Budget Guide

The budget document is a jurisdiction's most important reference document. Budgets record policy-decision outcomes, cite policy priorities, as well as program objectives and delineate government's total service effort.

A budget has four basic dimensions. First, it is a political instrument that allocates public resources among social and economic needs of the jurisdiction. Second, a budget is a managerial and/or administrative instrument. Third, a budget is an economic instrument that can direct a city's economic growth and development. Fourth, a budget is an accounting instrument that holds government officials responsible for the expenditure of the funds with which they have been entrusted.

Terminology & Budget Summaries

The terminology that accompanies local government can be very confusing. This section of the budget is intended to aid the average reader to better understand this document. A glossary is also included at the end of this section.

The budget document has been organized to make it easy for all users to find information. A budget summary immediately follows this section. It contains highlights of each of the more detailed budget sections.

Fund Types

The actual government of the city is broken into three fund types: General Fund, Special Revenue Funds, and Proprietary Funds. There are five fund groups, which are distinct from one another by the function that they serve. The five fund groups are:

  • Debt Service Funds
  • Enterprise Funds
  • General Fund
  • Internal Service Funds
  • Special Revenue Funds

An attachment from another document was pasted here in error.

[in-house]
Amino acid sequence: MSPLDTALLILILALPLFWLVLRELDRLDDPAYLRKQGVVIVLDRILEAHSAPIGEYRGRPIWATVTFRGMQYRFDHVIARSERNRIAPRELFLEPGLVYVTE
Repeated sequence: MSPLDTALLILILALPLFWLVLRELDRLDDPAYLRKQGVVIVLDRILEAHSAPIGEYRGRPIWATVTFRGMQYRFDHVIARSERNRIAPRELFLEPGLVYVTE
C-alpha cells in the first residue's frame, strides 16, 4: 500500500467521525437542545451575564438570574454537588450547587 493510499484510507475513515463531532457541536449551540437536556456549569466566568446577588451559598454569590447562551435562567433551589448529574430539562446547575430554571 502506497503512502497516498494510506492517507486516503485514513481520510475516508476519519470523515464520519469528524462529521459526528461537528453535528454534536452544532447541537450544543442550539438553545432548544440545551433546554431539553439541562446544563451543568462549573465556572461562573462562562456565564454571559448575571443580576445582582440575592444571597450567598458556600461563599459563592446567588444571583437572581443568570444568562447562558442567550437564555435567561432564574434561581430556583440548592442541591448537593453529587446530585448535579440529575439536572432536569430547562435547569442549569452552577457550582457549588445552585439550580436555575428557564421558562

Fund Categories

Within these major fund categories are individual funds, which are designed for specific purposes. Some funds are broken down still further into departments, which have major objectives. Departments may be broken down further is a unique function is being served by one portion of that department's budget. For example, in the General Fund, one of the departments is Police and a division of the Police Department is patrol and traffic.

Each fund has revenue and an expenditure side. Revenues identify the sources of money that it takes to operate each fund and the departments within that fund are derived. Property taxes or ad valorem taxes are used only in the General Fund, Special Revenue Funds, and Debt Service Fund.

Most departments receive the bulk of their funds from the General Fund. (The General Fund is often referred to as the operating fund because almost all city services are accounted for in this fund.)

Format for Budget Expenditures

On the expenditure side, there are five categories of expenditures listed. These categories are meant to be general rather than specific. The five categories are personal services, materials and supplies, contractual services, other charges, and capital outlay.

  • Personal services are payroll / compensation including salaries, car allowance, overtime, longevity, employers' social security, employer's Medicare, and employers' pension. (It does not include insurance fringe benefits, which is included on a separate line item.)
  • Materials and supplies are intended for the purchase of office supplies, operating supplies, etc. from pens and paper to lumber, fertilizer, pipe, and utilities.
  • Contractual services are used for postage, printing, telephones, travel, equipment repairs, maintenance contracts, etc.
  • Other charges identifies miscellaneous expenses and expense reimbursements from outside sources.
  • Capital outlay is for the purchase of equipment over $5,000 and has a life greater than one year.

In the case of departments, which "charge" other departments a fee for providing certain services, this fee is not included as revenue. It is rather, included as a credit (subtraction) from the expenditure account. The reason for this is that intergovernmental transfers such as these cannot be counted as true revenue.